Using rsync to Synchronise empegs

7 Mar 2002 12:21 empeg


A while ago, I published my Lazy Bastard’s Guide to Cloning your empeg. This has worked successfully for me and other people. However, it has one major limitation – it’s an all-or-nothing operation – it clones the entire empeg. If you add a bunch of tracks to one of your empegs, you end up having to copy all of your tracks again.

In this document, I’ll present an alternative: using rsync to keep a pair of empegs in sync.

This procedure is not without its limitations – it only works one way, so you have to upload your tracks to one of your empegs (call it the master), and then replicate it to the other (the slave). For me, this isn’t a problem.


This is not for the faint-hearted. If you’re not reasonably competent with Linux (or another Unix), then turn back now.

The Plan

I originally attempted to get rsync working using rsh. However, I couldn’t get a rsh server working on the empeg, so I gave up. I didn’t try very hard, though, so I may try again later.

Instead, we’ll use rsync as a daemon on one of the empegs, and connect to it from the other.

Installing rsync

As with my cloning guide, we’ll grab the .deb files from a Debian mirror, remove the stuff we don’t need, and then send them to the empeg.

For this, you’ll need the rsync_2.3.2-1.2.deb file. Extract it, remove the /usr/share parts, and then pack it back up. Send this to the empeg, and then extract it. I generally store the .tar.gz files in /drive0, so that the files don’t get overwritten by upgrades, and I can reinstate the software by unpacking them again.

Anyway, binaries and source are here.

Install rsync on both empegs.


It doesn’t particularly matter whether you run rsync as a daemon on the source empeg or on the destination empeg. In this case, we’ll run it on the source empeg.

The first thing we need is a configuration file. This should be named /etc/rsyncd.conf:

log file = /drive0/rsyncd.log
pid file = /drive0/
uid = root
gid = root

    path = /drive0
    use chroot = no
    read only = no

    path = /drive1
    use chroot = no
    read only = no</pre>

If you’re planning on running this on the source empeg, then you can remove the “read only” lines.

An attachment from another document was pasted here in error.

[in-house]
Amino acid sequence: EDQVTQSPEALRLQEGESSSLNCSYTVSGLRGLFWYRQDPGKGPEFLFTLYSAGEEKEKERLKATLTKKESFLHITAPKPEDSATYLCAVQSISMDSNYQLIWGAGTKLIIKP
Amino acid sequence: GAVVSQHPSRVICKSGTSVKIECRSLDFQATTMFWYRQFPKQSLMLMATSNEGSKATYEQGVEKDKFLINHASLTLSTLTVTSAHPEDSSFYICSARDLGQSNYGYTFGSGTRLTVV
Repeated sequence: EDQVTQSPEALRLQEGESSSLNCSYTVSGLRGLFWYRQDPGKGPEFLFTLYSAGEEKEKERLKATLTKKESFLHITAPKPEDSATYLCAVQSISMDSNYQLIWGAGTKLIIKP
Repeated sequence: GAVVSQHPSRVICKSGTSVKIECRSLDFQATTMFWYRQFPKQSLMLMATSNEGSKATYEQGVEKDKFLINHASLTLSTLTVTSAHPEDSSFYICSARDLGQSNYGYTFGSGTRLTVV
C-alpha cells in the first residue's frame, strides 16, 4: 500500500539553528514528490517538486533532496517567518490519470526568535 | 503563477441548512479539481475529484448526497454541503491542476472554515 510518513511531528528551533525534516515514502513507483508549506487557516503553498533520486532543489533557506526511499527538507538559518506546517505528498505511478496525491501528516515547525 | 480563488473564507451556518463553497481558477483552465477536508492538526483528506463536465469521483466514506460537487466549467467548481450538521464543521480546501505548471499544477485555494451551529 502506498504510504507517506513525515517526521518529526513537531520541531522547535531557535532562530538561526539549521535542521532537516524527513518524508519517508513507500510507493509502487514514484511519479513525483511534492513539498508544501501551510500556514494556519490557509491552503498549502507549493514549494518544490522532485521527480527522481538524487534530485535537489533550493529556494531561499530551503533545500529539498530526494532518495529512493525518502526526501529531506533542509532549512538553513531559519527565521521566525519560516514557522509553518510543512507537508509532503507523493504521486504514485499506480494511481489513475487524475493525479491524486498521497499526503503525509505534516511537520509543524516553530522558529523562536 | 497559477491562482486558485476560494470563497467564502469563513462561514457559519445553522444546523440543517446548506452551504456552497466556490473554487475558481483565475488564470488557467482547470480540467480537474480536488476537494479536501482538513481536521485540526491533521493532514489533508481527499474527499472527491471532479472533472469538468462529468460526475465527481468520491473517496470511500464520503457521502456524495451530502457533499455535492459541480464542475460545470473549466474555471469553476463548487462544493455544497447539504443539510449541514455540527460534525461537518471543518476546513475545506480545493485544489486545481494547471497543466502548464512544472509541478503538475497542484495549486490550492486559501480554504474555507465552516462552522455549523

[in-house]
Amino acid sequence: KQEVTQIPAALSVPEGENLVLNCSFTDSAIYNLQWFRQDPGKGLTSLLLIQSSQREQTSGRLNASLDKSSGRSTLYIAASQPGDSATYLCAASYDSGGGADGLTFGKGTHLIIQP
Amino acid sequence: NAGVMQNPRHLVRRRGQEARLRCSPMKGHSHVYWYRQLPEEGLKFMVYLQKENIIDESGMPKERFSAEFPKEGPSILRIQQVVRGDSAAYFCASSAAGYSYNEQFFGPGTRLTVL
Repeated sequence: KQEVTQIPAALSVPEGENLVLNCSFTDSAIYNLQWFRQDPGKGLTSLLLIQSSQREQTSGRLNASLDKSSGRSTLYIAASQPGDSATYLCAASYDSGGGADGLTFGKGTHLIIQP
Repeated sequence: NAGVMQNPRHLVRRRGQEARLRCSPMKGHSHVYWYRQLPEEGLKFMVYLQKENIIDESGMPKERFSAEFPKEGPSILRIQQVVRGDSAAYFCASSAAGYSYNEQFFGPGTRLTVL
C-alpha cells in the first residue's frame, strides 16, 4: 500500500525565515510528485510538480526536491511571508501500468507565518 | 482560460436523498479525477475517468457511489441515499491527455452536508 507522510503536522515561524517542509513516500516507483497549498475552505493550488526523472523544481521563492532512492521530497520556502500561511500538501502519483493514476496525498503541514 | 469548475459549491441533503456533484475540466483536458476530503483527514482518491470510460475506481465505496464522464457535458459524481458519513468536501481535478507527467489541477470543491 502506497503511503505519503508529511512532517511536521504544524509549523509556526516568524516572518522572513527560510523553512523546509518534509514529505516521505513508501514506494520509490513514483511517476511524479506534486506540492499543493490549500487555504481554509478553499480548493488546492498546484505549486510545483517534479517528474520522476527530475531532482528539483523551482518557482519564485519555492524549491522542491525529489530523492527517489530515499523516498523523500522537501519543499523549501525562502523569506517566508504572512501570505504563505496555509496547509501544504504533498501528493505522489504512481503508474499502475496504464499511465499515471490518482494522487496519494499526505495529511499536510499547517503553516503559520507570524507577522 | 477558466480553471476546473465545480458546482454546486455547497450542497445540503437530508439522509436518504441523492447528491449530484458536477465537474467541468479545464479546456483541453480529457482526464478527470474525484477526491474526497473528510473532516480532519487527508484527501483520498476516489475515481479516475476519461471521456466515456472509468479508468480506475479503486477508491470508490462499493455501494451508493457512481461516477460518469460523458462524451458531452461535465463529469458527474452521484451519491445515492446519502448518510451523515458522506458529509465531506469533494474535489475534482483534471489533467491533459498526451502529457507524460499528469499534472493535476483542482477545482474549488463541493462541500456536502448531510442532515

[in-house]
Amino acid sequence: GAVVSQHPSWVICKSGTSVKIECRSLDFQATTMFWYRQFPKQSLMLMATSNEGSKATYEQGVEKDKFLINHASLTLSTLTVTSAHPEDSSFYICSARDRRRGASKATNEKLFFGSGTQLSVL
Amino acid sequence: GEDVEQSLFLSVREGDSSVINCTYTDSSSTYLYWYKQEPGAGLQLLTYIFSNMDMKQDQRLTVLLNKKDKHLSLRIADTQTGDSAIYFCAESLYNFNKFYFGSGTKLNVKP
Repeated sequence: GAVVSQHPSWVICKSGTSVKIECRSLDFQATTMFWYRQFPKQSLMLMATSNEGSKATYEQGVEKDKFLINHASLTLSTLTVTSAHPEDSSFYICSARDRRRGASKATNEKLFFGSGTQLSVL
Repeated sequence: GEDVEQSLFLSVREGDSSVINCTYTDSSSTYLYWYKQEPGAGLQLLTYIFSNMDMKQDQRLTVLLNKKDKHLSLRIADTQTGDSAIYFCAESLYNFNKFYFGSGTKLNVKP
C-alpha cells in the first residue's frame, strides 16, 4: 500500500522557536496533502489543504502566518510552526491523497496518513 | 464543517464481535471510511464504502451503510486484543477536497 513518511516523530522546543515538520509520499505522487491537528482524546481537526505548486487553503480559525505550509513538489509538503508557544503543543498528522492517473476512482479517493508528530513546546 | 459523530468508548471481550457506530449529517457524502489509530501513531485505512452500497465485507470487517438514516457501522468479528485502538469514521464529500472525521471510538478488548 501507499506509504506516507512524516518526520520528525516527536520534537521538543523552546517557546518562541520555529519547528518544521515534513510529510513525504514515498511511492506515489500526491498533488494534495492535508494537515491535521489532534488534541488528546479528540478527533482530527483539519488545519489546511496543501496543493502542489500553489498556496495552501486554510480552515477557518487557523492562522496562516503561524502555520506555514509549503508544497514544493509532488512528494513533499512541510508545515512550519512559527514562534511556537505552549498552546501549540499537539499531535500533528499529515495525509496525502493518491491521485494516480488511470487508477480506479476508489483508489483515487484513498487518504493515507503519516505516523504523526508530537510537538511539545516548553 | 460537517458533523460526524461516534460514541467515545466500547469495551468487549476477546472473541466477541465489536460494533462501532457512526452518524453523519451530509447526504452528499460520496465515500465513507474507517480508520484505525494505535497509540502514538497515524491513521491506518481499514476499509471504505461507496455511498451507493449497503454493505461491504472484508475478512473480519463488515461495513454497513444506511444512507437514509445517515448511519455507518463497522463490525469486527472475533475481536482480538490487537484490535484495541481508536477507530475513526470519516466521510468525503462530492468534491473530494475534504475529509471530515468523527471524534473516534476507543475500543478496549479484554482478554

Because rsync calls uname(2) to find out the hostname of the empeg, you’ll need to set it first. If you don’t, you’ll see gethostbyname: "Unknown host" (none) in the log file. The easy way to fix it is to put some stuff in /etc/hosts, like this: localhost
my-empeg-ip my-empeg-name (none)

The right way to fix it is to install hostname, from hostname_2.07.deb, and then to use this to set the hostname of the empeg that will be running rsync as a daemon. You can grab a copy from here.

Even if you fix it the right way, you’ll still need to put some stuff in /etc/hosts, but you can forget the “(none)” hack: localhost my-empeg my-empeg.whatever.tld

Note that the hostname you set with hostname must be listed in /etc/hosts, or resolvable via DNS.


Because we’ve specified a uid and gid in rsyncd.conf, we need to make sure that these IDs resolve properly. If we don’t do this, we’ll see @ERROR: invalid uid at the client, with a corresponding Invalid uid root message in the log file; or the corresponding errors, but with “gid” instead of “uid”.

To fix it:

$ echo "root::0:0:root:/:/bin/sh" >> /etc/passwd
$ echo "root:x:0:" >> /etc/group

Start the rsync daemon

source-empeg:/# rsync --daemon

Note: check that it’s running (using ps), because the rsync daemon isn’t particularly talkative when it bails. If it’s not running, check the log file, and then have a look in the troubleshooting section, below.

Start the rsync client

dest-empeg:/drive0# rsync -auv --delete rsync://source-empeg/drive0/fids .

Do the same, but for drive1.

Note that the --delete removes files from the destination if they’re not present on the source. You might want to throw a -n (dry run – display actions without doing them) in there first.

Rebuild the database

Remove the database, playlists, tags files from /empeg/var on the destination empeg. Restart the player. It’ll rebuild the database.


neighbour table overflow

If you get

# ping toothgnip
neighbour table overflow
ping: sendto: No buffer space available
ping: wrote toothgnip 64 chars, ret=-1</pre>

…then do this:

# ifconfig lo